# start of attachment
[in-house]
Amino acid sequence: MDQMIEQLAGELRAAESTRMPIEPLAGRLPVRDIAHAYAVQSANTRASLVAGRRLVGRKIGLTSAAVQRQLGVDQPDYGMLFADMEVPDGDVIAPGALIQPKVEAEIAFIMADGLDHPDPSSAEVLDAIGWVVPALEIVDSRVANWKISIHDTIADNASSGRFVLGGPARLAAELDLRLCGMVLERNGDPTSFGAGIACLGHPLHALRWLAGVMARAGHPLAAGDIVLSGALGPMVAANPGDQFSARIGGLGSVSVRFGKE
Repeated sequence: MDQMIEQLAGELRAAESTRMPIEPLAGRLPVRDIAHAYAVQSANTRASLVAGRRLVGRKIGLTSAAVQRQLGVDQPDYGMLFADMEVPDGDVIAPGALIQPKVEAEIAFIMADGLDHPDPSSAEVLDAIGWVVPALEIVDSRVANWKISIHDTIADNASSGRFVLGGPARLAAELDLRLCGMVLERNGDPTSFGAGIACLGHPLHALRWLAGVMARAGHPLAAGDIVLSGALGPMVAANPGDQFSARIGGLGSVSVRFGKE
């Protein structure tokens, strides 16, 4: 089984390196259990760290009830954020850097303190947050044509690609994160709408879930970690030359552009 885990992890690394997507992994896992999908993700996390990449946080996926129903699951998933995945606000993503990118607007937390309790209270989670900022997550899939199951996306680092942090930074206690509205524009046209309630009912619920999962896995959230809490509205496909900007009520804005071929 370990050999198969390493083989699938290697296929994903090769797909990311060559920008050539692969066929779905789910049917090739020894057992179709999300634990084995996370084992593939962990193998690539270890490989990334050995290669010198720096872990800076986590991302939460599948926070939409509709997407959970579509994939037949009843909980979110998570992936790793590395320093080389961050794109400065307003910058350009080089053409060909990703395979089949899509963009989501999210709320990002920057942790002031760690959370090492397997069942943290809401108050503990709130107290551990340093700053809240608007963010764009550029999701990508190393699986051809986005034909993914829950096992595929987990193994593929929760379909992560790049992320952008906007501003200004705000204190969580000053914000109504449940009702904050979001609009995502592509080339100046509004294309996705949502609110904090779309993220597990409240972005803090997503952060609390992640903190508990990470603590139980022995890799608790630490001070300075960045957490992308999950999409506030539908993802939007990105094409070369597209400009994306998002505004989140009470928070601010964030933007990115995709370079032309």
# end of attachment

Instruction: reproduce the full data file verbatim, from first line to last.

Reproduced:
[in-house]
Amino acid sequence: MDQMIEQLAGELRAAESTRMPIEPLAGRLPVRDIAHAYAVQSANTRASLVAGRRLVGRKIGLTSAAVQRQLGVDQPDYGMLFADMEVPDGDVIAPGALIQPKVEAEIAFIMADGLDHPDPSSAEVLDAIGWVVPALEIVDSRVANWKISIHDTIADNASSGRFVLGGPARLAAELDLRLCGMVLERNGDPTSFGAGIACLGHPLHALRWLAGVMARAGHPLAAGDIVLSGALGPMVAANPGDQFSARIGGLGSVSVRFGKE
Repeated sequence: MDQMIEQLAGELRAAESTRMPIEPLAGRLPVRDIAHAYAVQSANTRASLVAGRRLVGRKIGLTSAAVQRQLGVDQPDYGMLFADMEVPDGDVIAPGALIQPKVEAEIAFIMADGLDHPDPSSAEVLDAIGWVVPALEIVDSRVANWKISIHDTIADNASSGRFVLGGPARLAAELDLRLCGMVLERNGDPTSFGAGIACLGHPLHALRWLAGVMARAGHPLAAGDIVLSGALGPMVAANPGDQFSARIGGLGSVSVRFGKE
């Protein structure tokens, strides 16, 4: 089984390196259990760290009830954020850097303190947050044509690609994160709408879930970690030359552009 885990992890690394997507992994896992999908993700996390990449946080996926129903699951998933995945606000993503990118607007937390309790209270989670900022997550899939199951996306680092942090930074206690509205524009046209309630009912619920999962896995959230809490509205496909900007009520804005071929 370990050999198969390493083989699938290697296929994903090769797909990311060559920008050539692969066929779905789910049917090739020894057992179709999300634990084995996370084992593939962990193998690539270890490989990334050995290669010198720096872990800076986590991302939460599948926070939409509709997407959970579509994939037949009843909980979110998570992936790793590395320093080389961050794109400065307003910058350009080089053409060909990703395979089949899509963009989501999210709320990002920057942790002031760690959370090492397997069942943290809401108050503990709130107290551990340093700053809240608007963010764009550029999701990508190393699986051809986005034909993914829950096992595929987990193994593929929760379909992560790049992320952008906007501003200004705000204190969580000053914000109504449940009702904050979001609009995502592509080339100046509004294309996705949502609110904090779309993220597990409240972005803090997503952060609390992640903190508990990470603590139980022995890799608790630490001070300075960045957490992308999950999409506030539908993802939007990105094409070369597209400009994306998002505004989140009470928070601010964030933007990115995709370079032309």